Above, Nate Saint and a Huaorani Indian they nicknamed “George,” posing with Saint’s scratch built wooden model of the PA-14, used to demonstrate the need for a landing strip. Note the careful detail on the tail, down to serial numbers. Short hours after this photo was taken George participated the missionaries’ murder; he himself was later speared by his own people.

The Indians stripped the plane of anything they deemed valuable and threw the men’s bodies in the river. Lack of radio contact from the men resulted in a search, and the story was featured in Life magazine; the U.S. Army sent in Panama-based personnel. The search party discovered four of the corpses and the camera (which documented the contact the men had had the day before their deaths, hence these pictures), buried the men, and left the area without further contact with the Indians.

The death of the missionaries was judged variously as a tragedy, a martyrdom, and a folly. How could they have so misjudged the situation, leading to their own deaths and such grief for their families? Didn’t their actions simply further isolate the tribe? To this day the value of their actions is still debated.

What no one debates, however, is the story of redemption that followed. In a remarkable turn of events, Rachel Saint (Nate’s sister), and Betty Elliott (Jim’s widow) reached out to the tribe through its womenfolk and subsequently began a mission among them. The Indians ultimately expressed remorse for the killings, realizing they had done wrong in killing men who meant them no harm. Eventually nearly the entire tribe converted (the women baptized the men who had murdered their loved ones), with the result that the culture of blood-feuding ceased and the Indians began to experience full lifespans (at the time of the murders there was no one in the tribe older than 30). Medicine, education, and infrastructure followed. To this day the only real access to the area is by air.

My connection is that while serving in Ecuador in 1994, we took a vacation in the Amazon Basin. When we arrived at the Missionary Aviation Fellowship base in Mera Shell, Ecuador (the very place Saint used as his base), we heard that Rachel, now in her 80s, was at Palm Beach. We decided to fly out to see her, taking the very route those men had taken years before. We flew low over Palm Beach (the sandbar was obscured by high waters), landed on the airstrip they had envisioned, were greeted by the Indians (one of them, now an old man, had participated in the attack that day), heard some stories, and said our goodbyes. Rachel died about six months later, but before she did, the PA-14 was discovered under the sands at Palm Beach. Its remains were sent to the MAF headquarters in Idaho.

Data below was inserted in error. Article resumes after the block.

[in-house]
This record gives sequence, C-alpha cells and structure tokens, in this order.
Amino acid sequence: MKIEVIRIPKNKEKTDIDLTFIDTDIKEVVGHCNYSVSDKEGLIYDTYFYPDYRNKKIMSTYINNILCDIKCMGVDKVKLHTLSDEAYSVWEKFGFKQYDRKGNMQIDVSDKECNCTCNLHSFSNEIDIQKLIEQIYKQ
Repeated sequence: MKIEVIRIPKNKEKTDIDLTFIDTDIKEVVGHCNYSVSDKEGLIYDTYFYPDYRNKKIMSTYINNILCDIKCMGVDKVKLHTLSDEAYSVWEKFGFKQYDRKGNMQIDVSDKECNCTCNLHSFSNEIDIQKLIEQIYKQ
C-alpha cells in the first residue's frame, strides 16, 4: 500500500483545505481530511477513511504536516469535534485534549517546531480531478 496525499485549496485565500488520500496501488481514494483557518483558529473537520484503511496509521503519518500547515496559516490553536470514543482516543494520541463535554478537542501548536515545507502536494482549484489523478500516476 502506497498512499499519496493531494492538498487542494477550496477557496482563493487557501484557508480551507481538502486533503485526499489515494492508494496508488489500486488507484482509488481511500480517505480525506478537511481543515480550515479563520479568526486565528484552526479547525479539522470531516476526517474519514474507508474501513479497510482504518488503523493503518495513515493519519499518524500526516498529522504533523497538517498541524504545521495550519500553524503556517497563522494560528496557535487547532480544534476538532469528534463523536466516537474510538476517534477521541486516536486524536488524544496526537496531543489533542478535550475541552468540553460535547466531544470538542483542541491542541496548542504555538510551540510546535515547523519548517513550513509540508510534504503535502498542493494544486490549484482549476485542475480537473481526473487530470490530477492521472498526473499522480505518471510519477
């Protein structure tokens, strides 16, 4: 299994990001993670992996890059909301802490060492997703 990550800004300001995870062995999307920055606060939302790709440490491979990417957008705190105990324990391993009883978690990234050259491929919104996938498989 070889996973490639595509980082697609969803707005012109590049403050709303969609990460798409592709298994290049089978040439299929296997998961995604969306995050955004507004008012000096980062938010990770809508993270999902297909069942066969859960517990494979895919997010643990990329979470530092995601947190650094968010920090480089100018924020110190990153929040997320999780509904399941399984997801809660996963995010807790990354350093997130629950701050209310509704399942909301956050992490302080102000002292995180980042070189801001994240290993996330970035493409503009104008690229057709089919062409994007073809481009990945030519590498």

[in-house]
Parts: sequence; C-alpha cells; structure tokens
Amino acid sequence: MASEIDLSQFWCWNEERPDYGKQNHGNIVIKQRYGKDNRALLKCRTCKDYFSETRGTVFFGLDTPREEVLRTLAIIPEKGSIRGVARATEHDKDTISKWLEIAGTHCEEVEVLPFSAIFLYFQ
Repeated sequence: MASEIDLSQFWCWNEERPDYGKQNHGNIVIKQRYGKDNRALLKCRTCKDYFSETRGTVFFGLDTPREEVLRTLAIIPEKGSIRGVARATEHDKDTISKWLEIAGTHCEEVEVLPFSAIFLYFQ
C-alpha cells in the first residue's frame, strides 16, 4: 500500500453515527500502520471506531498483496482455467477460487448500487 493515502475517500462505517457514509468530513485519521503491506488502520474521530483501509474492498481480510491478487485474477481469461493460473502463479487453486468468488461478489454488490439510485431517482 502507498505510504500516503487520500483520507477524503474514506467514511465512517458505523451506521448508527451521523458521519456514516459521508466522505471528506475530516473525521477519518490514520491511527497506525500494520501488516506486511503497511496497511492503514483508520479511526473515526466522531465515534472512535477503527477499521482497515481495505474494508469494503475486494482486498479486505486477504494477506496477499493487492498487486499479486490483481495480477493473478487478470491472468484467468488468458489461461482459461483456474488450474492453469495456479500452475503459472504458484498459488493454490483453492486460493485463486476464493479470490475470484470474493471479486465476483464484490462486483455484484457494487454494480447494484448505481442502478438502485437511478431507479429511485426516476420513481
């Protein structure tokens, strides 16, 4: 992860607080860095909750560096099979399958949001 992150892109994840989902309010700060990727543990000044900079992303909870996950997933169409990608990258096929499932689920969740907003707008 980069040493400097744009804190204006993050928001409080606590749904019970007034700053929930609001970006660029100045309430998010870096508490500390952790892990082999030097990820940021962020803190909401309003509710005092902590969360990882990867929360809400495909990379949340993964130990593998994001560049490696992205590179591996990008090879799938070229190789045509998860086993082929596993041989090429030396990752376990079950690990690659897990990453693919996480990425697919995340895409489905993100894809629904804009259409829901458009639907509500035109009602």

I’m at the right with the beard, my son wears the red T-shirt; Rachel Saint, Nate’s sister, is the white-haired lady at the left, and a Huaorani child stands at the rear.

The remains of Saint’s plane, now in a museum near Boise, Idaho.

For more on this story, see the popular movie The End of the Spear or the (much better) documentary movie Beyond the Gates of Splendor, or read up on it through various sites on the internet.


23 responses to The Wooden Bee and the Story of the Auca Five

  1. Wow David…………….. This is a tragic (and sad) but also an amazing story. The world is obviously not always a friendly place, but thankfully good prevailed in the end.

    Your Cub is a welcome addition to the Year of the Cat……………………and it turned out fantastic.

    Thank you VERY much for sharing this with us. The story and the model plane.

  2. I agree wholeheartedly with Louis’ assessment of your posting. Great!

    As an aside, I’d always heard (no disrespect intended) that a Cub can fly just fast enough to kill ya.

  3. I had the DVD of that story and am quite familiar with it. Your model does justice to their memory and it is quite impressive.

  4. Great story and build, a tribute and a sad story.

    • Much appreciated, Marc.

      You know, the redemption is even sweeter than I’ve described, but felt I needed to cut it off. Nate Saint’s children were eventually accepted by the converted tribespeople as family, and they were baptized by the men who killed their father. They are still dear friends.